It seems like every other word we hear nowadays is technical jargon related to crypto and blockchain, ethereum—how do we make sense of it all? Well, I’ve decided to break down what a few important subjects are (Web3, cryptocurrency, and blockchain) and hopefully make it easier to understand, so the next time you’re in a conversation, you can take the lead.
What is Web3?
We are experiencing a much different internet today than we were just 10 years ago, and if history has taught us anything, it’s that these changes will have a profound effect on our web experience in the future.
Web 3.0 will be a reiteration of the web, with Web 1.0 being the first version, which lasted from 1991 to 2004, and Web 2.0 being the current version, known as the social and interactive web.
There are a few fundamental differences between web2 and web3, but decentralization is at its core. Web3 proposes a decentralized internet that is much less dependent on large companies like Google or Facebook.
The Web 3.0 would rely on blockchain and artificial intelligence technologies (which I’ll talk about later in the year) to break the chokehold big tech companies have on the internet. Of course, we’re still a long way from Web 3.0 being a “thing” as much of the technology is still nonexistent.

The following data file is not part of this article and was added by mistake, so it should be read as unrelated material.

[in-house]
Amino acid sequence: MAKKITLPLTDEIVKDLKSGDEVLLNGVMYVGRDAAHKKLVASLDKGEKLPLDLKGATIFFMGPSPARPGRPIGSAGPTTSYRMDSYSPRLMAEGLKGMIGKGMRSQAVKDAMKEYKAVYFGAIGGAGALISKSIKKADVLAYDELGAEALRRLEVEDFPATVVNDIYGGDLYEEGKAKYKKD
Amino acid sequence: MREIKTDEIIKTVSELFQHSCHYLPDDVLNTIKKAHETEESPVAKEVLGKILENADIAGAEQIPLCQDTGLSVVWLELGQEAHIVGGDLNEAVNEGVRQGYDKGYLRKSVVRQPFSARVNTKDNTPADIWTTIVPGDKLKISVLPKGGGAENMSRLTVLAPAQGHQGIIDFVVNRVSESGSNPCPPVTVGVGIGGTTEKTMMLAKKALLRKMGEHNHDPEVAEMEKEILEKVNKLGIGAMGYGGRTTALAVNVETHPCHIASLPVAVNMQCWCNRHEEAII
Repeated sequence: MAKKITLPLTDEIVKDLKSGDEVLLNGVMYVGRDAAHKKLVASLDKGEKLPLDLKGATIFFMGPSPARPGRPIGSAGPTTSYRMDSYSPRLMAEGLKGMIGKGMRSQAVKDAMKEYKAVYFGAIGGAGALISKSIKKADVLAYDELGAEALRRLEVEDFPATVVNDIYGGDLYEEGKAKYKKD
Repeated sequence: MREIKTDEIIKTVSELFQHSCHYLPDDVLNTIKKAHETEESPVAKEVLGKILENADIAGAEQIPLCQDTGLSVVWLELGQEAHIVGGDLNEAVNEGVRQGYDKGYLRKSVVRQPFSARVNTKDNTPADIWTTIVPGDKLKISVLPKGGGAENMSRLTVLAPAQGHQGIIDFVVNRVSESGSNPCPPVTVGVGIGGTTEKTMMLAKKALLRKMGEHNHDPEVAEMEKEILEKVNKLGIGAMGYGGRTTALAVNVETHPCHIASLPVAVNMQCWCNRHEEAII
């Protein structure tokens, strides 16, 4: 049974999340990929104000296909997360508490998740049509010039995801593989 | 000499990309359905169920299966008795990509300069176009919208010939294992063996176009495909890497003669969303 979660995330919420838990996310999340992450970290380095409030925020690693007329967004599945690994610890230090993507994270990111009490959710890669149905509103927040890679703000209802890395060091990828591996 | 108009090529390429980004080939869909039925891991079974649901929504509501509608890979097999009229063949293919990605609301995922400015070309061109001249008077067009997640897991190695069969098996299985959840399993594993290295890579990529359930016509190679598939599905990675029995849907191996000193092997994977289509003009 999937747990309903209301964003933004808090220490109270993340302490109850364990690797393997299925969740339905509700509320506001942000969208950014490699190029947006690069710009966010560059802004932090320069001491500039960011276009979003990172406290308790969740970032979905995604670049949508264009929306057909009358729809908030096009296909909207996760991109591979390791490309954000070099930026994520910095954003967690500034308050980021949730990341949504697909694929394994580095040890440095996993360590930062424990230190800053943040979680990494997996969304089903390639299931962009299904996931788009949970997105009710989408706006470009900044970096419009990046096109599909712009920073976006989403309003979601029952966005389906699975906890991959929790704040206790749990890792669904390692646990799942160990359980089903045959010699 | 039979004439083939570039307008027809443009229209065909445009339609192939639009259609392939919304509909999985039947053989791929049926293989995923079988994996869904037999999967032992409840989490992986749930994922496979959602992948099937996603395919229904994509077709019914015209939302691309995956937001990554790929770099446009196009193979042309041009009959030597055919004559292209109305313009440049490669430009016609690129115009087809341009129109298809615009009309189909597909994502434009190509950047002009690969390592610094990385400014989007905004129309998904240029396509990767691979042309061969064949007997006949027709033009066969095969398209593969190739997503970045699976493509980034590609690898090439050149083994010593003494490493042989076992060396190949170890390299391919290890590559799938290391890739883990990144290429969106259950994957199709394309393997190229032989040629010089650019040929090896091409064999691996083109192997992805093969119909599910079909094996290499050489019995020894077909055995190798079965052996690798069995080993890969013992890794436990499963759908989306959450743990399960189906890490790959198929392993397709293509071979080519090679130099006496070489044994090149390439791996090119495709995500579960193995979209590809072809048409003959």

Blockchain and Web3
The Web3 movement relies heavily on blockchain technology. Blockchains act as distributed databases that store electronic information. They are usually associated with cryptocurrencies like Bitcoin.
However, blockchain can also be used to securely create records without the need for a third-party entity, such as Google.
Unfortunately, Web 3.0 is now somehow intertwined with the sketchier aspects of the blockchain network, such as new cryptocurrencies every day, and NFTs. The latter feels puffed up, and in the long term meaningless, but I do believe in the fundamental soundness of blockchain technology. Those immutable addresses can become a thing regular people can hold onto as online identities and a way to control their online experience across platforms.
I am beginning to see that modern Web 3.0 isn’t simply one thing or another. It’s a compendium of technologies and ideas that emerged almost as soon as Web 2.0 did. Among Web 3.0’s benefits may be the fact that we control our interactions and results, since our identity remains constant across all systems, and we can read the data since it isn’t a proprietary, only-readable-by-humans format.
If you’re interested in learning more about the potential of Web 3.0 and its implications for businesses in Canada, be sure to subscribe to my blog. And don’t forget to check out the other blogs I’m doing this month on cryptocurrency and blockchain technology, where I break down what these tech advancements are and how they could impact the Canadian economy.